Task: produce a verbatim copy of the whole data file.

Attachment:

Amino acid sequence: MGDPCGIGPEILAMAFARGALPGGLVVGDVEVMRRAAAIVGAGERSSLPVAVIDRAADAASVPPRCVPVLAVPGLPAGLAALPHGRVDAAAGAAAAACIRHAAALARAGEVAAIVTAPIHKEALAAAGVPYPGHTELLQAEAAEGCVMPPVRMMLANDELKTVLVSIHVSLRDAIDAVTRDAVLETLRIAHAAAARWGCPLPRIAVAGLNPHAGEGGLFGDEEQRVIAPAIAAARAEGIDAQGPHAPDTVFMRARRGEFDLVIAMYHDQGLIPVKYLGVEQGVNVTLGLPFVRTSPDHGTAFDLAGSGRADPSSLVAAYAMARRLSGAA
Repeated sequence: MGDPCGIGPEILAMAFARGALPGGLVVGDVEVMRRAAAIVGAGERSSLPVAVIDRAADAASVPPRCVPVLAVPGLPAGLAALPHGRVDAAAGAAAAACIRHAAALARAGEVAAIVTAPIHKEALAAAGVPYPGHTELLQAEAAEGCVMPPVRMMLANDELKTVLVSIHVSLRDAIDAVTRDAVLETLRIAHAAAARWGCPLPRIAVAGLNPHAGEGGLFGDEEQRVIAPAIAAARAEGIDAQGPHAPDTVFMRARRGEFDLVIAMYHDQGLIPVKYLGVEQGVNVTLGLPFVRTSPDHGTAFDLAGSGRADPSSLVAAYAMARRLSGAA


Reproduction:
Amino acid sequence: MGDPCGIGPEILAMAFARGALPGGLVVGDVEVMRRAAAIVGAGERSSLPVAVIDRAADAASVPPRCVPVLAVPGLPAGLAALPHGRVDAAAGAAAAACIRHAAALARAGEVAAIVTAPIHKEALAAAGVPYPGHTELLQAEAAEGCVMPPVRMMLANDELKTVLVSIHVSLRDAIDAVTRDAVLETLRIAHAAAARWGCPLPRIAVAGLNPHAGEGGLFGDEEQRVIAPAIAAARAEGIDAQGPHAPDTVFMRARRGEFDLVIAMYHDQGLIPVKYLGVEQGVNVTLGLPFVRTSPDHGTAFDLAGSGRADPSSLVAAYAMARRLSGAA
Repeated sequence: MGDPCGIGPEILAMAFARGALPGGLVVGDVEVMRRAAAIVGAGERSSLPVAVIDRAADAASVPPRCVPVLAVPGLPAGLAALPHGRVDAAAGAAAAACIRHAAALARAGEVAAIVTAPIHKEALAAAGVPYPGHTELLQAEAAEGCVMPPVRMMLANDELKTVLVSIHVSLRDAIDAVTRDAVLETLRIAHAAAARWGCPLPRIAVAGLNPHAGEGGLFGDEEQRVIAPAIAAARAEGIDAQGPHAPDTVFMRARRGEFDLVIAMYHDQGLIPVKYLGVEQGVNVTLGLPFVRTSPDHGTAFDLAGSGRADPSSLVAAYAMARRLSGAA